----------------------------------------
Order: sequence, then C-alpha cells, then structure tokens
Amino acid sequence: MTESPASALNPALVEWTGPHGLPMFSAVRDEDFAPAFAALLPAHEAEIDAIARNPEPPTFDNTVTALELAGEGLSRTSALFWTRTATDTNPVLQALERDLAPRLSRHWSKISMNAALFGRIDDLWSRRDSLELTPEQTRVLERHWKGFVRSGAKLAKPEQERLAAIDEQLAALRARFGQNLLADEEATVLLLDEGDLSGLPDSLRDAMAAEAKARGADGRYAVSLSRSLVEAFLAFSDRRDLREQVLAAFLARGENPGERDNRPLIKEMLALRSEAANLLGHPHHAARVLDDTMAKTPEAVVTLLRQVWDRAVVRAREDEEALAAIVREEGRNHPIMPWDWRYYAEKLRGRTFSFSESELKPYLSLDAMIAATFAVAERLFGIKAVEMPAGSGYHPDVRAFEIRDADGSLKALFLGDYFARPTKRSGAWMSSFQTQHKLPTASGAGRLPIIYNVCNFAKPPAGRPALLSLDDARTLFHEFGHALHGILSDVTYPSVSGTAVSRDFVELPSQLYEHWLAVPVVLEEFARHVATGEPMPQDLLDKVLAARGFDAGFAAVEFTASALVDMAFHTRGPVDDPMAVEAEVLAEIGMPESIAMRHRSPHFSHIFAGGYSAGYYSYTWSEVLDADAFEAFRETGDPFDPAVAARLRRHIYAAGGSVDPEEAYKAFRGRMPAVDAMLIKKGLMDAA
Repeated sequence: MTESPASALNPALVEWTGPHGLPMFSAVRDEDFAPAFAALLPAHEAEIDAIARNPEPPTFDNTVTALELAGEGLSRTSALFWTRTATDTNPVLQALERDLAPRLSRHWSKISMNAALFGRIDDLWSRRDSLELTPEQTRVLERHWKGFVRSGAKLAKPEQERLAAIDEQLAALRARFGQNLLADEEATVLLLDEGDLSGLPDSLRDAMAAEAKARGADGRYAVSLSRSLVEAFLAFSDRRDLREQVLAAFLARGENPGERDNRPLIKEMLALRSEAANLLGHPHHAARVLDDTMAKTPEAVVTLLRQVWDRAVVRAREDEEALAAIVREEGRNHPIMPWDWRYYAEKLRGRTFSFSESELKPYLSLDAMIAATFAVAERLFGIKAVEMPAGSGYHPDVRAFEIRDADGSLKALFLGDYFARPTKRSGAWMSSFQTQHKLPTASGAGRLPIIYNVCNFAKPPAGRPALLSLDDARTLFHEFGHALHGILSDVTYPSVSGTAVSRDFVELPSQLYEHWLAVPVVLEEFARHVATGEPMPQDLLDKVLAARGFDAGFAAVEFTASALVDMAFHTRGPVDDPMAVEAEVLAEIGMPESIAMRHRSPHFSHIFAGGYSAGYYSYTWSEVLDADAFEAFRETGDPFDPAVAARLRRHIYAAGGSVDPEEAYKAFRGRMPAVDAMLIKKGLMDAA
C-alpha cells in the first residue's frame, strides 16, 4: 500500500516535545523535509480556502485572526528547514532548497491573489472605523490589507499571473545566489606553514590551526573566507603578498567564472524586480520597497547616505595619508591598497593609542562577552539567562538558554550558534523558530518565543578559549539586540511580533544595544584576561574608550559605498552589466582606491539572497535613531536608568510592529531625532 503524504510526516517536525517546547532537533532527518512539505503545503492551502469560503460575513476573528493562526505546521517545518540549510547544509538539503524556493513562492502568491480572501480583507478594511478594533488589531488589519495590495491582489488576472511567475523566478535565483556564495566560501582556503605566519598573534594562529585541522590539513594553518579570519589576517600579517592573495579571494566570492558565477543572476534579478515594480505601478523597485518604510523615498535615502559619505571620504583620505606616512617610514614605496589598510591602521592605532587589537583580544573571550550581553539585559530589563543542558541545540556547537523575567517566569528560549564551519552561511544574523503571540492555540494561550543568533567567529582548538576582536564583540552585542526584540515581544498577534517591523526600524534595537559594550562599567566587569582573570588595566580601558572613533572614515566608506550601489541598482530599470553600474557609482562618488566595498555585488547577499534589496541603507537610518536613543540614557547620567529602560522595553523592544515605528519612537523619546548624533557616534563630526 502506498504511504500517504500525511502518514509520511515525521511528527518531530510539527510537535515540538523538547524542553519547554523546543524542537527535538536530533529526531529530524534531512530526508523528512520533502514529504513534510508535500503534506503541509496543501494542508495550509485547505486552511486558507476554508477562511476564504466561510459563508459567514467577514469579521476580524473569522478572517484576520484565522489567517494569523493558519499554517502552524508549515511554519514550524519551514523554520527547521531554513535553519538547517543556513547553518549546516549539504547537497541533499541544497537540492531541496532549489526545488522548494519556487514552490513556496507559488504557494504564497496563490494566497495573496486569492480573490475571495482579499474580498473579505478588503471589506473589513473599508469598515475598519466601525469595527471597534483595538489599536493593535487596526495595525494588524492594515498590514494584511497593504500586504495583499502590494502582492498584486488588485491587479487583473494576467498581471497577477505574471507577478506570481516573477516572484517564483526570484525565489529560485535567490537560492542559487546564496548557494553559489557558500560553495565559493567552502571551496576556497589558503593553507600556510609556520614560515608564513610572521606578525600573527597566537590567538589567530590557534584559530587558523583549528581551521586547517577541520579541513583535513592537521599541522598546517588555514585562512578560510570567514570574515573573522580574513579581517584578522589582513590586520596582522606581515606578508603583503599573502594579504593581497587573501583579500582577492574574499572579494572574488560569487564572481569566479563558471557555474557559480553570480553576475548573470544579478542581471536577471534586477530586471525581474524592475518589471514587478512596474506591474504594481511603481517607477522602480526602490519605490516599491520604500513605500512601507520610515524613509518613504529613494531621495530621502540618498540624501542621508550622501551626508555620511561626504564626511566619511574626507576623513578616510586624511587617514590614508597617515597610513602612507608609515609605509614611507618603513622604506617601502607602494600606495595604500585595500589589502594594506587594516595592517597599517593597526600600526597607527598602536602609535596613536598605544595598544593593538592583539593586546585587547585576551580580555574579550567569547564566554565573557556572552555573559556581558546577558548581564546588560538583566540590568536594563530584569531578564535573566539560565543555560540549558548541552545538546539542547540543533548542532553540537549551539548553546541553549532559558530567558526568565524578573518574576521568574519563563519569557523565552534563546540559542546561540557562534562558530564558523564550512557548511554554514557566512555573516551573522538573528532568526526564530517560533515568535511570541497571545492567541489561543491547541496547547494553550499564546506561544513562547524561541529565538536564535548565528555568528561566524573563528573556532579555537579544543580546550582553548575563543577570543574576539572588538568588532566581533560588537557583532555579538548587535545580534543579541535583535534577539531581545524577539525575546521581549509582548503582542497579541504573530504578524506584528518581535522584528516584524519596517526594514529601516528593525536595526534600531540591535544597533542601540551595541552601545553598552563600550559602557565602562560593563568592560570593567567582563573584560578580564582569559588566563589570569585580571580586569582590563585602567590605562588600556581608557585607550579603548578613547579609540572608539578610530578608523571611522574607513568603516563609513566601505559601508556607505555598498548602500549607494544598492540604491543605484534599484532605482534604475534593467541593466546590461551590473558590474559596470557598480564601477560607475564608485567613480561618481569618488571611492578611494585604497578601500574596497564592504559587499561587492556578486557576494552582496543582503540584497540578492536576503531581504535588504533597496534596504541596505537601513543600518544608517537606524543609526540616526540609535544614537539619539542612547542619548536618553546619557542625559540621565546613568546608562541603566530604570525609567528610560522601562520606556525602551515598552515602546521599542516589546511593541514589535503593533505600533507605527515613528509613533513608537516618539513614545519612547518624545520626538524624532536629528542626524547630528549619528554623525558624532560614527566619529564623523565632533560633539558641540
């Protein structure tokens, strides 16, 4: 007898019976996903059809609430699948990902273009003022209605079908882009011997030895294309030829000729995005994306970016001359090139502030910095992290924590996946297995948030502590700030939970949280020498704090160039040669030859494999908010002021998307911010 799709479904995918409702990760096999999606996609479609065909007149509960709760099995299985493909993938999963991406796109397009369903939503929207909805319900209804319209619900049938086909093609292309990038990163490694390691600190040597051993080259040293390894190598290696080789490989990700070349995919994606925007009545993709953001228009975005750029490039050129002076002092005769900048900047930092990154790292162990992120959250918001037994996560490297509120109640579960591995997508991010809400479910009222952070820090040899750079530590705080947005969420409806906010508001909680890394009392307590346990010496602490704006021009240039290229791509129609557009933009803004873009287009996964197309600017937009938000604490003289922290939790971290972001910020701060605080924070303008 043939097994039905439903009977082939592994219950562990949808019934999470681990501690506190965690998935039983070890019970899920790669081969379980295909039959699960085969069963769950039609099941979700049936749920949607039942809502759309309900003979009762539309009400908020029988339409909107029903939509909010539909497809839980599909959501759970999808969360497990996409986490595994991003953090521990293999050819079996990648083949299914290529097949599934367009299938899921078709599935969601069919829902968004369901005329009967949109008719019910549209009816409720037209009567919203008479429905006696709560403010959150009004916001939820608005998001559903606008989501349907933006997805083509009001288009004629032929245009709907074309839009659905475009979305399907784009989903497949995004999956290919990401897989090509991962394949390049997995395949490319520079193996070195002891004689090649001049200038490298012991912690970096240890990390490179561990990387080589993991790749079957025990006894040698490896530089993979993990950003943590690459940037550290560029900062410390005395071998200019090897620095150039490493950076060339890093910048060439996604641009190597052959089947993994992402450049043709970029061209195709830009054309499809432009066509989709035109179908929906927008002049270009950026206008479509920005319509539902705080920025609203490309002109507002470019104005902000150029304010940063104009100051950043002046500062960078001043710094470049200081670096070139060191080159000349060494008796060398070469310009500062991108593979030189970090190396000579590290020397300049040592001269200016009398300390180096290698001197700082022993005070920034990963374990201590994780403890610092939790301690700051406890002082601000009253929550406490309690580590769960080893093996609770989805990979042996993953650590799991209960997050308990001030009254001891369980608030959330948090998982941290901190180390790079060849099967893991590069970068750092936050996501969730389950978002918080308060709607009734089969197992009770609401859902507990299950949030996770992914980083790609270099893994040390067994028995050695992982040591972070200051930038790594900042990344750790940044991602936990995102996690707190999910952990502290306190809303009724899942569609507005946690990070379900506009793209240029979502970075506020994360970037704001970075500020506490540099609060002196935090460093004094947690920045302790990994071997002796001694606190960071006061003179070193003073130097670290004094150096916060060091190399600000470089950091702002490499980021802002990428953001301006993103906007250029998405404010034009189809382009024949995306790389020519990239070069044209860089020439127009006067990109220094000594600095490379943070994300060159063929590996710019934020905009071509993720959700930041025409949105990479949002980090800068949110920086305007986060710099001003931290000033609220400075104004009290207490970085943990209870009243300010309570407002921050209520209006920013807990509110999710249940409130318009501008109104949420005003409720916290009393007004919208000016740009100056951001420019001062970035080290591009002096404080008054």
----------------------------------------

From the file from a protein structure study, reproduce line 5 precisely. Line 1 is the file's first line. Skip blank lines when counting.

């Protein structure tokens, strides 16, 4: 007898019976996903059809609430699948990902273009003022209605079908882009011997030895294309030829000729995005994306970016001359090139502030910095992290924590996946297995948030502590700030939970949280020498704090160039040669030859494999908010002021998307911010 799709479904995918409702990760096999999606996609479609065909007149509960709760099995299985493909993938999963991406796109397009369903939503929207909805319900209804319209619900049938086909093609292309990038990163490694390691600190040597051993080259040293390894190598290696080789490989990700070349995919994606925007009545993709953001228009975005750029490039050129002076002092005769900048900047930092990154790292162990992120959250918001037994996560490297509120109640579960591995997508991010809400479910009222952070820090040899750079530590705080947005969420409806906010508001909680890394009392307590346990010496602490704006021009240039290229791509129609557009933009803004873009287009996964197309600017937009938000604490003289922290939790971290972001910020701060605080924070303008 043939097994039905439903009977082939592994219950562990949808019934999470681990501690506190965690998935039983070890019970899920790669081969379980295909039959699960085969069963769950039609099941979700049936749920949607039942809502759309309900003979009762539309009400908020029988339409909107029903939509909010539909497809839980599909959501759970999808969360497990996409986490595994991003953090521990293999050819079996990648083949299914290529097949599934367009299938899921078709599935969601069919829902968004369901005329009967949109008719019910549209009816409720037209009567919203008479429905006696709560403010959150009004916001939820608005998001559903606008989501349907933006997805083509009001288009004629032929245009709907074309839009659905475009979305399907784009989903497949995004999956290919990401897989090509991962394949390049997995395949490319520079193996070195002891004689090649001049200038490298012991912690970096240890990390490179561990990387080589993991790749079957025990006894040698490896530089993979993990950003943590690459940037550290560029900062410390005395071998200019090897620095150039490493950076060339890093910048060439996604641009190597052959089947993994992402450049043709970029061209195709830009054309499809432009066509989709035109179908929906927008002049270009950026206008479509920005319509539902705080920025609203490309002109507002470019104005902000150029304010940063104009100051950043002046500062960078001043710094470049200081670096070139060191080159000349060494008796060398070469310009500062991108593979030189970090190396000579590290020397300049040592001269200016009398300390180096290698001197700082022993005070920034990963374990201590994780403890610092939790301690700051406890002082601000009253929550406490309690580590769960080893093996609770989805990979042996993953650590799991209960997050308990001030009254001891369980608030959330948090998982941290901190180390790079060849099967893991590069970068750092936050996501969730389950978002918080308060709607009734089969197992009770609401859902507990299950949030996770992914980083790609270099893994040390067994028995050695992982040591972070200051930038790594900042990344750790940044991602936990995102996690707190999910952990502290306190809303009724899942569609507005946690990070379900506009793209240029979502970075506020994360970037704001970075500020506490540099609060002196935090460093004094947690920045302790990994071997002796001694606190960071006061003179070193003073130097670290004094150096916060060091190399600000470089950091702002490499980021802002990428953001301006993103906007250029998405404010034009189809382009024949995306790389020519990239070069044209860089020439127009006067990109220094000594600095490379943070994300060159063929590996710019934020905009071509993720959700930041025409949105990479949002980090800068949110920086305007986060710099001003931290000033609220400075104004009290207490970085943990209870009243300010309570407002921050209520209006920013807990509110999710249940409130318009501008109104949420005003409720916290009393007004919208000016740009100056951001420019001062970035080290591009002096404080008054």